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MEXICO CITY, Jul 26 2011 (IPS) - The murder of journalist Yolanda Ordaz, whose body was found Tuesday in the eastern Mexican city of Veracruz, once again threw into relief the dangers that reporters face in this country, which in the case of women are compounded by discriminatory and sexist treatment.
When she began to investigate the Jun. 20 murder of Notiver’s assistant director Miguel Ángel López, Ordaz received threats telling her she “would be next” if she did not drop the case. López was shot in his home along with his wife and son.
Earlier this month, rights watchdog Amnesty International sent out an urgent action appeal urging people to pressure the Mexican government to protect journalist and human rights defender Lydia Cacho after she received new death threats.
In her 2005 book “Los demonios del Edén” (The Demons of Eden), Cacho documented complicity between child sex rings and political and business elites in her hometown, the popular beach resort of Cancún.
Women journalists have increasingly become targets of death threats in Mexico, such as Ángeles Mariscal, who told a Senate public hearing on Jul. 20 that she was receiving threats as a result of her reporting work in the southern state of Chiapas.
Aguilar became the first woman journalist to disappear in Mexico, where 13 reporters have disappeared, on top of the 14 who have been murdered. Since 2000, 71 journalists have been killed in this country, including Ordaz, and the United Nations considers Mexico the third-most dangerous nation in the world for reporters.
The case of women journalists also bring to light an aspect that has received little attention in reports on attacks against the press: the particular vulnerability faced by women journalists because of their gender.
“There are differences between an attack on a male journalist and an attack on a female journalist,” Lucía Lagunes, director of Women’s Communication and Information (CIMAC), told IPS.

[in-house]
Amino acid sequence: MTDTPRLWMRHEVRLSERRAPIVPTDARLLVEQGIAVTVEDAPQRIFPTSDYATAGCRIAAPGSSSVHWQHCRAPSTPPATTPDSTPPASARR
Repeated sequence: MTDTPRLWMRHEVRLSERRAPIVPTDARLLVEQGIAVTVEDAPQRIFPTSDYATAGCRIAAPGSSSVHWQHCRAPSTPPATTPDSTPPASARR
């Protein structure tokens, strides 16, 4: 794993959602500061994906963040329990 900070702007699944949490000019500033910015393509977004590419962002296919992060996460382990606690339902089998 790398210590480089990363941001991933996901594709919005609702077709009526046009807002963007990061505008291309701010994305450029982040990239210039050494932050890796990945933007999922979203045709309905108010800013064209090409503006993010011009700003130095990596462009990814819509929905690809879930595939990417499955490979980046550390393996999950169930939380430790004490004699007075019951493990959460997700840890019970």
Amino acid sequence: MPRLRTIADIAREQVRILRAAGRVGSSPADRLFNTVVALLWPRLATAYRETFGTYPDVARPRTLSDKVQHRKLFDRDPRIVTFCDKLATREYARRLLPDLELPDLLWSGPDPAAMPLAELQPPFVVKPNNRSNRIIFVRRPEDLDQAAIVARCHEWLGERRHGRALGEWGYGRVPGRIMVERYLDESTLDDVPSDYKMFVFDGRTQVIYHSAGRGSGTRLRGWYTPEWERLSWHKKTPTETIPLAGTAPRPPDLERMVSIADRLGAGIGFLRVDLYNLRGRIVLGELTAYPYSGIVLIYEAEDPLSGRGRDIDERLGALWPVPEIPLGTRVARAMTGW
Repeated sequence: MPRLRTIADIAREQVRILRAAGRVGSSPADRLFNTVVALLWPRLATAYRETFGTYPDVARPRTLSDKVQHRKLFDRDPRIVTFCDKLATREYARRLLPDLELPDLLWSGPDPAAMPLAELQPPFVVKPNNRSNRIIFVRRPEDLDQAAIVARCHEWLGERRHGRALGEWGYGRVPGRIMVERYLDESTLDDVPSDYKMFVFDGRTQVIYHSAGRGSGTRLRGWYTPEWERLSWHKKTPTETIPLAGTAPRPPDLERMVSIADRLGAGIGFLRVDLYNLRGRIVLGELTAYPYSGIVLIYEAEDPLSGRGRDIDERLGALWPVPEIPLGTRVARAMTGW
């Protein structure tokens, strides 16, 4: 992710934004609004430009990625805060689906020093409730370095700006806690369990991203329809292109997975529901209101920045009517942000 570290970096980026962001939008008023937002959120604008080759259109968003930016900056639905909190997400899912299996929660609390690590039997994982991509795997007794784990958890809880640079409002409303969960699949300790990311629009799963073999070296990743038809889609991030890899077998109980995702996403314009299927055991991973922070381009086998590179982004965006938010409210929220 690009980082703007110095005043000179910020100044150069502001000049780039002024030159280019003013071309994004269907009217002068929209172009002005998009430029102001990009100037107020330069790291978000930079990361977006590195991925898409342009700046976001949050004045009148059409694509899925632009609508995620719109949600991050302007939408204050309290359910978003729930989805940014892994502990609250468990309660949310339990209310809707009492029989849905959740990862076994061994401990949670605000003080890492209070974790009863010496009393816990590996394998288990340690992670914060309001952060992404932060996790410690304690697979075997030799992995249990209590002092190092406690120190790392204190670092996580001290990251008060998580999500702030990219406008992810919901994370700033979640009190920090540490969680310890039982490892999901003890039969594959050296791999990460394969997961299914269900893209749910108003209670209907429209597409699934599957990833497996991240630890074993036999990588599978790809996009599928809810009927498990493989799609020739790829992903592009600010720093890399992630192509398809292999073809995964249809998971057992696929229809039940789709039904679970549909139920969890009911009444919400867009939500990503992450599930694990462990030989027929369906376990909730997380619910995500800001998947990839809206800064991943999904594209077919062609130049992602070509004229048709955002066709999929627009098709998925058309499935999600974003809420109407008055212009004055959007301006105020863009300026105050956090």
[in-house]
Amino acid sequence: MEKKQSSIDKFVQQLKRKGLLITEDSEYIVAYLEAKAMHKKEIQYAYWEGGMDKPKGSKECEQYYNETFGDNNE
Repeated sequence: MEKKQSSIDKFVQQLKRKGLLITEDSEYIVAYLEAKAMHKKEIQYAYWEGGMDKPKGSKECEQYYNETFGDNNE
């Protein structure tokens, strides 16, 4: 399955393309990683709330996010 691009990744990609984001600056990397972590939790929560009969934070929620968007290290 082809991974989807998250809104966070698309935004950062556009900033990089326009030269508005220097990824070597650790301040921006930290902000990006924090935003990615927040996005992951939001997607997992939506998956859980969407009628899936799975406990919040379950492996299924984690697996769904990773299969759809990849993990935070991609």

“And it’s basically seen in two things: one has to do with the family, because the man is threatened directly while a woman is almost always told that they will hurt her family. The second is sexual violence and slander that ruins women’s reputations,” she said.
She also stressed that “women reporters always face double vulnerability, because companies are more likely to support men who have been threatened, either economically or with assistance to move to another city.”
That is due to “the belief that he is the head of the family, and that women are supported by their husbands and our incomes are secondary,” said the director of CIMAC, a non-governmental organisation that advocates women’s rights through communication.
That was the case of Karla Tinoco, the correspondent in the northeastern state of Durango for the regional daily La Opinión Milenio, who was fired after receiving threats from criminal groups, in May 2010.
The executives of Multimedios Laguna, which owns the regional newspaper and the national paper Milenio, and Tinoco’s own colleagues decided that her presence on the staff posed a danger to everyone.
“Women journalists are left on their own more easily by the media outlets they work for,” said Lagunes.
That also happened to Mariscal, a veteran reporter who was the Chiapas correspondent for the Mexico City daily La Jornada for 16 years. After she was harassed, slandered and put under surveillance by officials in the administration of state Governor Juan Sabines, the company did not renew her contract in 2011.
Mariscal and her husband, Isaín Mandujano, correspondent for the weekly Proceso newsmagazine, also published in the capital, have been constantly harassed by the state government, she told the Senate last week.
“We have received emails and messages in Twitter where I am attacked not for my work, but for personal things,” Mariscal told IPS, commenting on the sexist element in the attacks.